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District resiliency projects to include raising levees on Lake Apopka North Shore for “green” infrastructure

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From the St. John's River Water Management District

The St. Johns River Water Management District continues to support and highlight state, regional, and local resiliency efforts through its core missions — water supply, water quality, flood protection, and natural systems — and through “green” or nature-based infrastructure and solutions, natural system enhancements, and flood resilience projects.

“The District has long been a partner on many critical resilience projects, including the Brevard County Oyster Reef Living Shoreline, the city of St. Augustine’s Davis Shores flood projection project and the recently awarded Riverside Conservancy Living Shoreline,” said St. Johns River Water Management District Executive Director Dr. Ann Shortelle. “We also are updating our models to better predict potential changes from climatic events.”

In the 2021 legislative session, Gov. Ron DeSantis signed Senate Bill 1954 into law to address statewide flooding and sea-level rise. At its monthly meeting on Tuesday, the Governing Board learned about 17 potential projects to support the Governor’s flood protection and resilience efforts.

The District supports state, regional, and local resiliency initiatives by providing technical assistance to communities, land acquisition and preservation, restoration of wetlands and floodplains for floodwater storage, water quality monitoring, and habitat mapping programs.

The District plans to submit projects by September 1st to the Florida Department of Environmental Protection (FDEP) for inclusion in FDEP’s Statewide Flooding and Sea Level Rise Resilience Plan. Projects will mitigate the risks of flooding or sea-level rise on water supplies or water resources.

One project is the $10.6 million Crane Creek M-1 Canal Flow Restoration Project, a partnership between the District, FDEP, and Brevard County to reduce nutrient loading and freshwater sediment flowing to the Indian River Lagoon. The project will restore approximately 7 million gallons of flow per day from a 5,300-acre watershed, currently discharging to the Indian River Lagoon, back to the St. Johns River following treatment in a stormwater treatment area. The project also increases freshwater flows to Lake Washington, the drinking water supply source for the city of Melbourne and other coastal communities. Water quality benefits include an estimated load reduction of 24,000 pounds of total nitrogen and 3,000 pounds of total phosphorus.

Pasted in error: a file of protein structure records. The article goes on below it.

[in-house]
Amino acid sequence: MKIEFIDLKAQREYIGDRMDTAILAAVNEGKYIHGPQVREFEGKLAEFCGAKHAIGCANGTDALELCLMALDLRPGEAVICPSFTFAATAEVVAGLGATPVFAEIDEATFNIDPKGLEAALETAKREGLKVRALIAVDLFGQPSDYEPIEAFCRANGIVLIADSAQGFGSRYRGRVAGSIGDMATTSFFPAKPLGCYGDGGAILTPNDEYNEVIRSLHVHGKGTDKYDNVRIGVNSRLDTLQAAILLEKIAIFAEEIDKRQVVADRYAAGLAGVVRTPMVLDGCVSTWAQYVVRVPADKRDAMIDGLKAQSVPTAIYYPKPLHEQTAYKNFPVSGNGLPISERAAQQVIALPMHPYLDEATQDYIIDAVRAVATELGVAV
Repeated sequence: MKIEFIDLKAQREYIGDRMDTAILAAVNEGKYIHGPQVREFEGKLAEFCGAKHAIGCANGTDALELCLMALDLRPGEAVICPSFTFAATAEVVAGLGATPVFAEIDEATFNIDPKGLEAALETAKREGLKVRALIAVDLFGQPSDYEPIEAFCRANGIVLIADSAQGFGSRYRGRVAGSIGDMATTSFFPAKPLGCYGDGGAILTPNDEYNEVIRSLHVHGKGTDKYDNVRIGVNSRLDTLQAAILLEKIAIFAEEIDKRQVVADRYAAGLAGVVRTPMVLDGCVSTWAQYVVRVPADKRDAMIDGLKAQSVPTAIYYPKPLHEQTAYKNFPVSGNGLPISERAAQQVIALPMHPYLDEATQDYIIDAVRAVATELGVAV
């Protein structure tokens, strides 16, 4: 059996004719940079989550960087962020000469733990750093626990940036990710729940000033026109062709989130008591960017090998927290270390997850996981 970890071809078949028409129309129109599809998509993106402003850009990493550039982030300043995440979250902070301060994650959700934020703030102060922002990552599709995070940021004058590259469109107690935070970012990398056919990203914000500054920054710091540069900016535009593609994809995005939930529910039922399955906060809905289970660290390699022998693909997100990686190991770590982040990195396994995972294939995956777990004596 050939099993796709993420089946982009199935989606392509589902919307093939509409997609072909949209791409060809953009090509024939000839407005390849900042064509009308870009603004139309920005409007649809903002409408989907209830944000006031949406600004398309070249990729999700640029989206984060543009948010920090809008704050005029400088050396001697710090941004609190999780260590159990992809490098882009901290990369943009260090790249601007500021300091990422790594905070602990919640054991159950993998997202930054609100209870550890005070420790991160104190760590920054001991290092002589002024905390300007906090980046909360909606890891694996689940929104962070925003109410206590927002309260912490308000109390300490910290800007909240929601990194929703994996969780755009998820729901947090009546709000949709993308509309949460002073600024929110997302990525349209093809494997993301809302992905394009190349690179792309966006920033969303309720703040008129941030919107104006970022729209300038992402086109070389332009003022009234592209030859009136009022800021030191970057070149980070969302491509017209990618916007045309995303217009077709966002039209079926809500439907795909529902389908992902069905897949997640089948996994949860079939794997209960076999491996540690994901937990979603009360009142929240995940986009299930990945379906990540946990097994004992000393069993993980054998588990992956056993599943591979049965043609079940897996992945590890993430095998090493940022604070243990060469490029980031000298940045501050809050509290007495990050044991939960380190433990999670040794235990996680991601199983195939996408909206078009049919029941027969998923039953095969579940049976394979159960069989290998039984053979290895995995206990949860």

The District has proposed other projects for inclusion in the statewide flooding and sea-level rise resilience plan, including

  • Sebastian River Storage and Treatment nutrient load reduction and alternative water supply source
  • C-10 Water Management Area freshwater flow reduction project and reservoir
  • Raising levees at Sunnyhill to provide flood storage to the Upper Ocklawaha River
  • Raising levees on the Lake Apopka North Shore for water storage and flood mitigation
  • Adding flow capacity through S96C to provide increased discharge capacity from Blue Cypress Lake during storm events
  • Adding flow capacity through S96D to provide increased discharge capacity from Blue Cypress Water Management Area during storm events
  • Land acquisition at Bayard Point in the fiscal year (FY) 2021-2022 tentative budget, as well as the potential acquisition of other future critical land, floodplain, and wetland priorities
  • Nature-based green infrastructure in the FY 2021-2022 tentative budget includes restoration of the South Oslo Riverfront Conservation Area, Titusville Causeway seagrass planting and shoreline stabilization, and the Riverside Conservancy Partnership Living Shoreline Restoration Initiative
  • Future nature-based green infrastructure includes Sebastian Inlet wave attenuation seagrass planting, Satellite Beach seagrass restoration project, Merritt Island living shoreline installation, Tomoka Impoundment Area Restoration, and Brevard Zoo Turkey Creek oyster reef addition.

To learn more about ongoing District resiliency partnerships, visit www.sjrwmd.com/localgovernments/sea-level-rise.

St. Johns River Water Management District staff are committed to ensuring the sustainable use and protection of water resources for the benefit of the people of the District and the State of Florida. The St. Johns River Water Management District is one of five districts in Florida managing groundwater and surface water supplies in the state. The District encompasses all or part of 18 northeast and east-central Florida counties. District headquarters are in Palatka, and staff also are available to serve the public at service centers in Maitland, Jacksonville, and Palm Bay.

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